New York Comic Con attendees were shocked to find tweets they did not send appearing on their timelines. Turns out the convention was tweeting for them, hijacking their accounts to announce what fun the users were having at Comic Con.
So Comic Con’s apologized. Apparently, when users signed up for their passes on the website, they gave Comic Con control of their Twitter and/or Facebook accounts. Registering for your badge meant allowing the con to tweet for you, although that wasn’t made very clear on the con’s website.
The tweets, which used the #NYCC hashtag, also weren’t labeled as automated, and sounded creepily conversational. After a minor uproar, NYCC announced they’ve discontinued the feature.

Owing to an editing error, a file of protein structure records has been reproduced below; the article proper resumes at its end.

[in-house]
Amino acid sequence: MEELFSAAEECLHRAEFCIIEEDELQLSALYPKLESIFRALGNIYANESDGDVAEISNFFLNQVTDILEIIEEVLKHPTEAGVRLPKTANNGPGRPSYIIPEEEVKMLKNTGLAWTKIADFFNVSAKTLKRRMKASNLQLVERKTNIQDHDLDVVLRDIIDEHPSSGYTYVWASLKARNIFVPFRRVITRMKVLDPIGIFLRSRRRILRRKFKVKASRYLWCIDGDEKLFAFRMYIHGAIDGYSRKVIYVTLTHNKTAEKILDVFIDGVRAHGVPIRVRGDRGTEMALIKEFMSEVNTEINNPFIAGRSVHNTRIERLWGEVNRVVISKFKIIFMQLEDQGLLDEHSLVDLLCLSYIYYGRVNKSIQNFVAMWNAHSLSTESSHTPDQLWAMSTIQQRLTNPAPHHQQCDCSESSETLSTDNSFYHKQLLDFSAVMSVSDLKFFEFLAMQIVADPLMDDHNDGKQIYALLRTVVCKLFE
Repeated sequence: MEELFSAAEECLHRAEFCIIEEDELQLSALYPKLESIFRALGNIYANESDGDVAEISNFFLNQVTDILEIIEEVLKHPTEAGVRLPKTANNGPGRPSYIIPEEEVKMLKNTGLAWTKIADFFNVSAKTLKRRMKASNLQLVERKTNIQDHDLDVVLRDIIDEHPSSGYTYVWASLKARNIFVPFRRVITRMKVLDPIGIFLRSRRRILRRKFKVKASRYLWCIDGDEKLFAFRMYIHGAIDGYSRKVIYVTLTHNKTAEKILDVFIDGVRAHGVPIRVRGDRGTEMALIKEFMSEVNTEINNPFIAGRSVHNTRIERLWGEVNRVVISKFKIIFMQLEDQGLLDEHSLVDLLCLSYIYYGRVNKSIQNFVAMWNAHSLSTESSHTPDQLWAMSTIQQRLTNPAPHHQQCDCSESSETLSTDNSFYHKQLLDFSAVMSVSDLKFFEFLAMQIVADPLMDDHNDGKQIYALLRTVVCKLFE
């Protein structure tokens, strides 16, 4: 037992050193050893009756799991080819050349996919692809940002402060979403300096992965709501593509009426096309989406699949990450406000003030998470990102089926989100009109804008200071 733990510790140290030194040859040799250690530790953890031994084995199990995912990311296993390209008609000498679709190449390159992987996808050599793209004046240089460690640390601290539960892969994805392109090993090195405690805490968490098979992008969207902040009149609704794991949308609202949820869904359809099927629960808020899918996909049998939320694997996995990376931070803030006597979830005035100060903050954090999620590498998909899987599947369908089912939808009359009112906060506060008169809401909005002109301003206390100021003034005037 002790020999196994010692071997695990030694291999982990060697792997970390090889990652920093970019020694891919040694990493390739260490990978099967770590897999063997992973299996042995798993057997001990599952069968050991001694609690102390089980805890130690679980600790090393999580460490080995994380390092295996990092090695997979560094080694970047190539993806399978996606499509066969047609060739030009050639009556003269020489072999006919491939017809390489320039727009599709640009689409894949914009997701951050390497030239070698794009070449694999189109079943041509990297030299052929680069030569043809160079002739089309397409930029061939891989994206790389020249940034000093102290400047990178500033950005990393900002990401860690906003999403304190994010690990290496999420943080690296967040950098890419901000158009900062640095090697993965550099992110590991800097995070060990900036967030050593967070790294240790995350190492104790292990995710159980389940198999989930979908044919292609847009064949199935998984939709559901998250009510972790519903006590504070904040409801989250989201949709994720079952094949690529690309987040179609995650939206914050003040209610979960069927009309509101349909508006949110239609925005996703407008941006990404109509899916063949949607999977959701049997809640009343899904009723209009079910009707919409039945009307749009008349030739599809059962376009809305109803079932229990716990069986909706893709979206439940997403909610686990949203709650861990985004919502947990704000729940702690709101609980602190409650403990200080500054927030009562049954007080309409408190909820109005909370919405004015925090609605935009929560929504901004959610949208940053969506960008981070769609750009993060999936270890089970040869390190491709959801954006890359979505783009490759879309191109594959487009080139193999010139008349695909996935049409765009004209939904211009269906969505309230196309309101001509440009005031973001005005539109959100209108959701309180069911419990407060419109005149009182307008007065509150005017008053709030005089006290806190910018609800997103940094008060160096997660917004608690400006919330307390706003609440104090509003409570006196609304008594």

— Harry Knowles (@headgeek666) October 10, 2013
— Brian Crecente (@crecenteb) October 11, 2013
This is the first year that NYCC has used this system for registration, and hopefully the last time they tweet obvious promotional links from users accounts without asking. Usually, it’s clear that connecting registration to a social media account allows the account to post on your name, but what’s unusual is NYCC trying to act like the user sent the tweet—without identifying it as marketing.
FYI – do not fret if #NYCC-ID tweeted as you yesterday! We shut this opt-in feature off so it won’t happen anymore. Have a blast at NYCC!
— New York Comic Con (@NY_Comic_Con) October 11, 2013
The ironic part about NYCC posting fake tweets on behalf of attendees is that overloaded Wi-Fi and thousands of smartphones in same place make posting real tweets from the convention floor nearly impossible.